Yemen, Hodeidah, 1 May 2019 - on the road to Sanaa

Yemen: questions about an aid system

The situation in Yemen is often presented as the world’s worst humanitarian crisisFor example: UN News, “Humanitarian crisis in Yemen remains the worst in the World, warns UN” [online], published 14 February 2019, available at: [consulted 17 May 2019]., long ignored by the media, and requiring assistance vital to the survival of almost the entire country. Cholera outbreaks, famine, and destruction are invoked to support that argument. In reality, however, the situation of the country’s 25 to 30 million inhabitants is impossible to know with any accuracy. Nor do we know exactly what is happening in Yemen in terms of aid, although the amount of funding is very large. Noting these diagnoses and its field teams’ perspective on certain points, Médecins Sans Frontières has launched an effort to better understand this field of action using a quantitative and qualitative approachThis document is based on information produced by several Médecins Sans Frontières members and services in Paris – in particular, CRASH, Epicentre, and the Operations Department.. A review of aid organisation documents and a series of interviews with aid actors in Yemen – in Houthi areas, in particular – has yielded a number of different conclusions.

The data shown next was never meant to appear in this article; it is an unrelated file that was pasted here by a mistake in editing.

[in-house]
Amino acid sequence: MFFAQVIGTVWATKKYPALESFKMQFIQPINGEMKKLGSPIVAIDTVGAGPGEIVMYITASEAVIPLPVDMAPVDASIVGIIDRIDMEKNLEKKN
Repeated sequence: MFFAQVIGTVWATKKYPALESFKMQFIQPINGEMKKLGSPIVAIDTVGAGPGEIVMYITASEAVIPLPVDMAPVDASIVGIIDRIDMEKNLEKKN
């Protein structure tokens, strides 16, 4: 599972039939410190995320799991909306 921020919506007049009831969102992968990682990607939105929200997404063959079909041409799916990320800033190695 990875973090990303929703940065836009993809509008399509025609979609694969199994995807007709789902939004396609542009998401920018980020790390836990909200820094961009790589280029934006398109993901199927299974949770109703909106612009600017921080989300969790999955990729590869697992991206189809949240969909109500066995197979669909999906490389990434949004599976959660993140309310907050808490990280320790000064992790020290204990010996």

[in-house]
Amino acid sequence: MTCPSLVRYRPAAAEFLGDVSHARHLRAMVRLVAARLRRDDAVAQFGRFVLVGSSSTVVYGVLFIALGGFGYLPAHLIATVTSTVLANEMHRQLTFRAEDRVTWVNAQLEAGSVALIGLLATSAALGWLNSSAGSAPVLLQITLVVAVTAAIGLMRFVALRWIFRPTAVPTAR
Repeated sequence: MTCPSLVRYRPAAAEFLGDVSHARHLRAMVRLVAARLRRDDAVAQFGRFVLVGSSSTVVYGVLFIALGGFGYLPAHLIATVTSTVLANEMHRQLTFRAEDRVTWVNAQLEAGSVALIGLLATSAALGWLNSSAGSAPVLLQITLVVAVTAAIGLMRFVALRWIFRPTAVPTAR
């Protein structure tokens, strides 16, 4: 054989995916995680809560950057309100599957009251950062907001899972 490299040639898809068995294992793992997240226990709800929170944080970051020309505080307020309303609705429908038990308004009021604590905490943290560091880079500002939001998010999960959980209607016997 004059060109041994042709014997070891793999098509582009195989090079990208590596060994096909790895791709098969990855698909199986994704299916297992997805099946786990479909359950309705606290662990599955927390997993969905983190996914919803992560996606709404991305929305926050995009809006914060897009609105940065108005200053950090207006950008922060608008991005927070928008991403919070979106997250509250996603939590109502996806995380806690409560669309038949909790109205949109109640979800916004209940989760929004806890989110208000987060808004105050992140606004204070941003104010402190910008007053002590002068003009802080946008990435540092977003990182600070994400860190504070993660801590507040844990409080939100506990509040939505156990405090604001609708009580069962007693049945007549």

Carte Yémen

First, some of the aid actors we met privately criticise the diagnoses. Tools like the Integrated Food Security Phase Classification (IPC), which is designed to give aid actors a standardised scoring system for diagnosing food insecurityMore information is available at, are being called into question. In addition to technical considerations regarding its methodological weaknesses, there have been reports of pressure by the belligerents on certain members of the diagnosing organisations – national ones, in particular – aimed at influencing (usually inflating) the numbers. It is very difficult to monitor the indicators, since parts of the country are inaccessible for security reasons and access depends, in particular, on the authorities’ goodwill. The manipulation of indicators is not unique to the Yemeni context; however, while MSF teams on the ground report cases of malnutrition – especially in children under five – in the areas where they work, these in no way indicate a famine or pre-famine situation. Moreover, many organisations are surprised by the discrepancies they see between the allegedly very high levels of food insecurity and the low mortality and malnutrition indicators. The information we got from the teams also indicates that there are sufficient quantities of food on the market.